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Survey Finds School Aid Remains Top Budget Issue at State Level

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Spending on elementary and secondary education will consume more than a third of aggregate state general-fund spending in fiscal 1986, as education remains by far the leading budget issue in the states, according to a survey of state legislative fiscal officers.

State spending on schools will rise by 8.6 percent in fiscal 1986, compared with an overall spending increase of 6.8 percent, the report states. Spending on higher education will rise by 8.3 percent.

As a percentage of aggregate general-fund expenditures, precollegiate education will account for 33.5 percent, up from 32.8 percent in fiscal 1985, according to the survey.

The survey, conducted by the National Conference of State Legislatures, confirms many of the state spending and tax patterns recently reported in a survey of state budget officers. (See Education Week, Aug. 21, 1985.)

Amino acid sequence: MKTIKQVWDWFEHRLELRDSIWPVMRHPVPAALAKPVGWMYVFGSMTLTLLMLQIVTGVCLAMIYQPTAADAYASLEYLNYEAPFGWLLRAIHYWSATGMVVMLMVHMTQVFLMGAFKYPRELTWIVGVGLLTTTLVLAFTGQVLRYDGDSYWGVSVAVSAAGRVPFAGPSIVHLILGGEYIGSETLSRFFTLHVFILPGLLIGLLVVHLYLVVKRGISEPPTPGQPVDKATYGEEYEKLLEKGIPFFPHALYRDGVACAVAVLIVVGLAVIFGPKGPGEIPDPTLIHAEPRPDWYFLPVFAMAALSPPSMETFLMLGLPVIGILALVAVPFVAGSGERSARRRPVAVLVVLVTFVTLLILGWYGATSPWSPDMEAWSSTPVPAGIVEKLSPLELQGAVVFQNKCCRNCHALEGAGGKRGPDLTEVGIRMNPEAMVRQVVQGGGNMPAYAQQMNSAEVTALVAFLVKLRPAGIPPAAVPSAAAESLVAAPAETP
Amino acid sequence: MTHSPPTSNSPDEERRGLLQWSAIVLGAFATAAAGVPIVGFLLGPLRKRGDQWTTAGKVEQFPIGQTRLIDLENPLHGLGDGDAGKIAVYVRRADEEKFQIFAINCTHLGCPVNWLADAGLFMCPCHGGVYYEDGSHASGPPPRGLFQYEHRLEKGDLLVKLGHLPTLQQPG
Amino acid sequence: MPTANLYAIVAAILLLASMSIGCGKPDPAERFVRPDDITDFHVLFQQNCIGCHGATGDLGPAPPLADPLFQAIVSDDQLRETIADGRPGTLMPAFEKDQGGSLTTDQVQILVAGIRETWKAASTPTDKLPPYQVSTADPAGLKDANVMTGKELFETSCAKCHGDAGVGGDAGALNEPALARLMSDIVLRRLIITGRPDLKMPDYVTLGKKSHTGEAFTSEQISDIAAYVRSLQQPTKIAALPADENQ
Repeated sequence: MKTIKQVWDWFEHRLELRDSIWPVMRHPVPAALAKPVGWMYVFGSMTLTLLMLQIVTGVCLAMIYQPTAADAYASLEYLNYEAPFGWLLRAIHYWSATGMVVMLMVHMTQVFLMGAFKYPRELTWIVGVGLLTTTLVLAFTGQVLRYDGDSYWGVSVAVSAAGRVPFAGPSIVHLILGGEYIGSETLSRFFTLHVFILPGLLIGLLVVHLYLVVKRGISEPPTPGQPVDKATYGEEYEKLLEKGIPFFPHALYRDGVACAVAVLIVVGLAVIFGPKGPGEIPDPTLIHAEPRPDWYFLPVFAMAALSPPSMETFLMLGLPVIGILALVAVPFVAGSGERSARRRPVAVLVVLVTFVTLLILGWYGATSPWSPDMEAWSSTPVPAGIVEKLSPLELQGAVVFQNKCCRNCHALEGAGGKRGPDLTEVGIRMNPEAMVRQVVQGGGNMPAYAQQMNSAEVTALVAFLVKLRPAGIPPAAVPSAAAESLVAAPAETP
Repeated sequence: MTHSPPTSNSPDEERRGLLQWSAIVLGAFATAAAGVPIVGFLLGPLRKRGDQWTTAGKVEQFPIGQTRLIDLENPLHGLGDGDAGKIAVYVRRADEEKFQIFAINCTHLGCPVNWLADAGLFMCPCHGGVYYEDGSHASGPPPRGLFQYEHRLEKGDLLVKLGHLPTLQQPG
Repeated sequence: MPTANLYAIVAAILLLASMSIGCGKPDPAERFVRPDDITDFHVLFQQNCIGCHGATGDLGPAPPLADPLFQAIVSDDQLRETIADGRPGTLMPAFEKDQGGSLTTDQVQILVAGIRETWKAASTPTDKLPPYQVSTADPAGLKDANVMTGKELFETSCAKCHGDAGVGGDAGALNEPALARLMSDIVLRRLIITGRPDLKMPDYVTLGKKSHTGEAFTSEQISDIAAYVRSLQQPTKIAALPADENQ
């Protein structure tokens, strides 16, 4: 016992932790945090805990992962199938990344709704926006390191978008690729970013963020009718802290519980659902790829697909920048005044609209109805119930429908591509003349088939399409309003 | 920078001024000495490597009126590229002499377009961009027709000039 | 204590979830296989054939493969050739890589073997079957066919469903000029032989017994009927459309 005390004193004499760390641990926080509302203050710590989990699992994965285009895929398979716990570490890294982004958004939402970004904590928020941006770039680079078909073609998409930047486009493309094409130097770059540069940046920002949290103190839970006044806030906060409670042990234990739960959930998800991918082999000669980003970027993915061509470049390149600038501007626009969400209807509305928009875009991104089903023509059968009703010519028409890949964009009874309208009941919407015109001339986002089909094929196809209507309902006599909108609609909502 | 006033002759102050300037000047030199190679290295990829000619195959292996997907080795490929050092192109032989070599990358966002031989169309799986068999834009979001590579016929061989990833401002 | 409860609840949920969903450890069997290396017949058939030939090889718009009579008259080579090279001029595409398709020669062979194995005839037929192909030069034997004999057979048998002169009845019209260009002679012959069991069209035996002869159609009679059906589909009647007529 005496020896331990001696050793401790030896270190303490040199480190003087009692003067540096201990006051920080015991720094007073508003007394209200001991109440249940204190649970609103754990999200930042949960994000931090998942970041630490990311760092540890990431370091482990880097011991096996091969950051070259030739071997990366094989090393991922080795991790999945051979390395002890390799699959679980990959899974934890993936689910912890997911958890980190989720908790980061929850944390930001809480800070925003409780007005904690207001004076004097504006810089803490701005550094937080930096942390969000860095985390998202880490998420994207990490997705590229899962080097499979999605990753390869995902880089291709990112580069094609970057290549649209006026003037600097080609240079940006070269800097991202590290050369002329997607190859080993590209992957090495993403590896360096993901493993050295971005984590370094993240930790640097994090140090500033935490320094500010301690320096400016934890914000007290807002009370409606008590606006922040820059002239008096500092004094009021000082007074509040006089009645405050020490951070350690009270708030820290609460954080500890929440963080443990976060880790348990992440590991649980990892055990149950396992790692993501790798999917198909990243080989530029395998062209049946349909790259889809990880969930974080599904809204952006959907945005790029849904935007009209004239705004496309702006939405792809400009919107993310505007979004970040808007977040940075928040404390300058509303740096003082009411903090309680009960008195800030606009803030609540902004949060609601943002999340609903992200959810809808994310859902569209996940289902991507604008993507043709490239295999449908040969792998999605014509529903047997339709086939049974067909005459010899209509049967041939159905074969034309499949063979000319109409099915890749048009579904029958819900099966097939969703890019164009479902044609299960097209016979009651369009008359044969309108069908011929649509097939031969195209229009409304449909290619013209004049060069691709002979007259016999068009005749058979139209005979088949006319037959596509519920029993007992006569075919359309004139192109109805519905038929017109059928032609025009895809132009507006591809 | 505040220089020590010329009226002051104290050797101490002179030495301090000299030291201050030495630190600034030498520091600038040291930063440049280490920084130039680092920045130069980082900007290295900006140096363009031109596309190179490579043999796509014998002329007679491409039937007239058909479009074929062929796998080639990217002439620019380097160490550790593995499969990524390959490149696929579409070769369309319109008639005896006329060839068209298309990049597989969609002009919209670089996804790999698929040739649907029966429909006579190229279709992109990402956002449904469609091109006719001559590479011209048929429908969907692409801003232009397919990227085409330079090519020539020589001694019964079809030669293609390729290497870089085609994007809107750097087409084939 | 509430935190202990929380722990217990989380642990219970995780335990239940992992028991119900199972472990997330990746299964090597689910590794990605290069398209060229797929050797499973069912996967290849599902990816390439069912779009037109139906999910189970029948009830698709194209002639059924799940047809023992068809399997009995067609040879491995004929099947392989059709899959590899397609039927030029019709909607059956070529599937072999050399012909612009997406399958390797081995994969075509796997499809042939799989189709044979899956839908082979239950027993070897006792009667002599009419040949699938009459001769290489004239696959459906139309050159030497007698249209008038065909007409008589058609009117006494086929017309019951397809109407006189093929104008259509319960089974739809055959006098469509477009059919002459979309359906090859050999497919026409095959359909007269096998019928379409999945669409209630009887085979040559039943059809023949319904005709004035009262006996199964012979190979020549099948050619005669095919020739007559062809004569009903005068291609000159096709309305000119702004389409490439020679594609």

States are being cautious in their budgeting, setting aside funds in "rainy-day" accounts and reducing the rate of spending increases, it reports. More states raised taxes than cut them, but taxes were cut by $1.1- billion overall. Nonetheless, growth in tax revenue in fiscal 1986 is projected at 5.3 percent.

In 34 states, education was identified as a leading budget issue, and in 15 of those it was the single leading budget issue, according to the report. Child-protection services and day care emerged as leading budget issues in seven states, including Maine, where they were cited as the single most important budget issues.

Eighteen states increased spending for precollegiate education by more than 10 percent. The largest increases were in New Hampshire (44.9 percent), Nevada (25 percent), Maine (21.4 percent), and South Dakota (20.6 percent).

Growth in spending for K-12 education exceeded the growth in general-fund appropriations in 27 states, while spending for postsecondary education grew faster in 30 states.

Two states--Nebraska and Alaska--reported decreased funding for K-12 education, while three states--Texas, Alaska and Iowa--spent less on higher education.--jrs

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